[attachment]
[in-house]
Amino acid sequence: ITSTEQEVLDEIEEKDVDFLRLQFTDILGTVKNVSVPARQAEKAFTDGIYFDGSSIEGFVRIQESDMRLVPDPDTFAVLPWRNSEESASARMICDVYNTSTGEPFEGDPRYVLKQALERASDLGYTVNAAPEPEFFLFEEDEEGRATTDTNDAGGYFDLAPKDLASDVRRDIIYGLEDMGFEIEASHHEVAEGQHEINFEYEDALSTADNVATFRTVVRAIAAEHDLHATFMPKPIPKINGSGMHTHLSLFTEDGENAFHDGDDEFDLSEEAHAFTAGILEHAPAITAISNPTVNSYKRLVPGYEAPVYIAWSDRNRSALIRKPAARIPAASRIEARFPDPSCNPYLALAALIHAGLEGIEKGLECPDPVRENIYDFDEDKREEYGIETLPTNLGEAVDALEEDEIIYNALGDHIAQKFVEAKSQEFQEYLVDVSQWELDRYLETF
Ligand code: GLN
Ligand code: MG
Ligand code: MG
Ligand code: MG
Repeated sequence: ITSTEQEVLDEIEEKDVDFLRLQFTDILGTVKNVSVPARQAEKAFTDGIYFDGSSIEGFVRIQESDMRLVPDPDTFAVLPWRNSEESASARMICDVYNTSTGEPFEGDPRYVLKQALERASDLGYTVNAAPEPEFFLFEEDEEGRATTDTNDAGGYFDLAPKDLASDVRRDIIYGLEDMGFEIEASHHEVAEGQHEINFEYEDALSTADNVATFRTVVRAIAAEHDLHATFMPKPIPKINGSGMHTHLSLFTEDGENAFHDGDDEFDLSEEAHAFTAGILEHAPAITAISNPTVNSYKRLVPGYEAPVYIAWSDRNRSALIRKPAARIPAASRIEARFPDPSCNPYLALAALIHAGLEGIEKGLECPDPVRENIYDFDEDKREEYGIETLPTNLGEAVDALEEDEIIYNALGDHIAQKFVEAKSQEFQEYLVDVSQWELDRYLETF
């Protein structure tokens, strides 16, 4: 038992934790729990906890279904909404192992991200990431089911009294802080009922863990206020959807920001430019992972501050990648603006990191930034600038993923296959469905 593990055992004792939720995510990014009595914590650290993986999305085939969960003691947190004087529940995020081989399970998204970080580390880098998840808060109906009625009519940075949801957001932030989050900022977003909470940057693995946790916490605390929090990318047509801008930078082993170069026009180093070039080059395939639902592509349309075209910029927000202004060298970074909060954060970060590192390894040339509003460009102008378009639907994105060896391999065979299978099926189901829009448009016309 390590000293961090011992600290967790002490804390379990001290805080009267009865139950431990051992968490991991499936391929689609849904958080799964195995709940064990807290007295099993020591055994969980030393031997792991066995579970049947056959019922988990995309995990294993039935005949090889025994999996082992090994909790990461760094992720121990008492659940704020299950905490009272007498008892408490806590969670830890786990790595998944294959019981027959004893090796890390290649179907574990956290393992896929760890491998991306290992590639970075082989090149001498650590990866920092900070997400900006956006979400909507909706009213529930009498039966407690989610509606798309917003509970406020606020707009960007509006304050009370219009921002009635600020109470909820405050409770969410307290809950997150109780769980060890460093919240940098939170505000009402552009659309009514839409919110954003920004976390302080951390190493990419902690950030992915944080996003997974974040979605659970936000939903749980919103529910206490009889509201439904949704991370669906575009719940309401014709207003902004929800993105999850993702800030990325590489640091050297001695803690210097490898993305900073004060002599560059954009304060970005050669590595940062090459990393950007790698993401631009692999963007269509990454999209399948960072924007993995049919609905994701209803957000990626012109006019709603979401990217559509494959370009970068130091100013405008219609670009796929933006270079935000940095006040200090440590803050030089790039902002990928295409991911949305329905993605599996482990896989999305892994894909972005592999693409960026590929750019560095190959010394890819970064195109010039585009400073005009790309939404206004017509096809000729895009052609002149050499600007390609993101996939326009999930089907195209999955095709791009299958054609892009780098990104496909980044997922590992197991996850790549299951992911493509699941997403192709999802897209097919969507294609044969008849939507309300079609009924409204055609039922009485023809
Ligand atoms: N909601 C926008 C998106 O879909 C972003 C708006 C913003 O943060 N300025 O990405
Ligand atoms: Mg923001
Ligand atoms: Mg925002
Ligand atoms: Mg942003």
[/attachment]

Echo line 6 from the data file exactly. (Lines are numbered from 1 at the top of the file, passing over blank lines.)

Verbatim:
Ligand code: MG